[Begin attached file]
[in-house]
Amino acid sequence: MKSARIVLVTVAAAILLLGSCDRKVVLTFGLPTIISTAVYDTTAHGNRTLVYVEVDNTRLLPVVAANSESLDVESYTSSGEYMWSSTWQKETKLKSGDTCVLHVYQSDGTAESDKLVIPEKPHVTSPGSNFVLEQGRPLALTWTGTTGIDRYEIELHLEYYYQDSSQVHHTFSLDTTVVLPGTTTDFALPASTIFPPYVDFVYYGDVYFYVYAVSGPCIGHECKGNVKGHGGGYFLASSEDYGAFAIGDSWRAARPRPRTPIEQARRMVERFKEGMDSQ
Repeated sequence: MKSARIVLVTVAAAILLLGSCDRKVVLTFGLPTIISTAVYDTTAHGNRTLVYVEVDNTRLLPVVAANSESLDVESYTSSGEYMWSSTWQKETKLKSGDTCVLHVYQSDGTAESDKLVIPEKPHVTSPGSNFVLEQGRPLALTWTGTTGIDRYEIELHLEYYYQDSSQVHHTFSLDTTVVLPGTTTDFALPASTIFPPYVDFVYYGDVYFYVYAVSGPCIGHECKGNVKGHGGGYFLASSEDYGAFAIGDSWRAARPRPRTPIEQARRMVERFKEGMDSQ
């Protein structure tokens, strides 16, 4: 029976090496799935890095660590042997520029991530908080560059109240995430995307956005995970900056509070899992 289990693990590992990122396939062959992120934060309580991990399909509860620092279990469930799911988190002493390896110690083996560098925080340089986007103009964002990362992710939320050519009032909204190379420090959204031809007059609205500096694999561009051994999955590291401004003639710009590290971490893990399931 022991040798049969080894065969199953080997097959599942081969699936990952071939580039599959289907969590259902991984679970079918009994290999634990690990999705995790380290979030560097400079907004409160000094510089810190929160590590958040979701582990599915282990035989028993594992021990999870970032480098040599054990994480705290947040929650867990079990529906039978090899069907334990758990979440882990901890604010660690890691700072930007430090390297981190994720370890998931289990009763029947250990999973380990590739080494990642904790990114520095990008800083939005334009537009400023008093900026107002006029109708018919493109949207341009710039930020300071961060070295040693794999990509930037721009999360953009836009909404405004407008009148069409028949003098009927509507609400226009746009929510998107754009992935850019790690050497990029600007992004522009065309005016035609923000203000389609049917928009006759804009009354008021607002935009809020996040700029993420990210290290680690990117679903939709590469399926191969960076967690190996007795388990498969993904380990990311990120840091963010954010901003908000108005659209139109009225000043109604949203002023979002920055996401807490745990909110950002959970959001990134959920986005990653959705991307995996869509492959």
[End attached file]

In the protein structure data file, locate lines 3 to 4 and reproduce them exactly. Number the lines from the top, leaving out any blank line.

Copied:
Repeated sequence: MKSARIVLVTVAAAILLLGSCDRKVVLTFGLPTIISTAVYDTTAHGNRTLVYVEVDNTRLLPVVAANSESLDVESYTSSGEYMWSSTWQKETKLKSGDTCVLHVYQSDGTAESDKLVIPEKPHVTSPGSNFVLEQGRPLALTWTGTTGIDRYEIELHLEYYYQDSSQVHHTFSLDTTVVLPGTTTDFALPASTIFPPYVDFVYYGDVYFYVYAVSGPCIGHECKGNVKGHGGGYFLASSEDYGAFAIGDSWRAARPRPRTPIEQARRMVERFKEGMDSQ
């Protein structure tokens, strides 16, 4: 029976090496799935890095660590042997520029991530908080560059109240995430995307956005995970900056509070899992 289990693990590992990122396939062959992120934060309580991990399909509860620092279990469930799911988190002493390896110690083996560098925080340089986007103009964002990362992710939320050519009032909204190379420090959204031809007059609205500096694999561009051994999955590291401004003639710009590290971490893990399931 022991040798049969080894065969199953080997097959599942081969699936990952071939580039599959289907969590259902991984679970079918009994290999634990690990999705995790380290979030560097400079907004409160000094510089810190929160590590958040979701582990599915282990035989028993594992021990999870970032480098040599054990994480705290947040929650867990079990529906039978090899069907334990758990979440882990901890604010660690890691700072930007430090390297981190994720370890998931289990009763029947250990999973380990590739080494990642904790990114520095990008800083939005334009537009400023008093900026107002006029109708018919493109949207341009710039930020300071961060070295040693794999990509930037721009999360953009836009909404405004407008009148069409028949003098009927509507609400226009746009929510998107754009992935850019790690050497990029600007992004522009065309005016035609923000203000389609049917928009006759804009009354008021607002935009809020996040700029993420990210290290680690990117679903939709590469399926191969960076967690190996007795388990498969993904380990990311990120840091963010954010901003908000108005659209139109009225000043109604949203002023979002920055996401807490745990909110950002959970959001990134959920986005990653959705991307995996869509492959």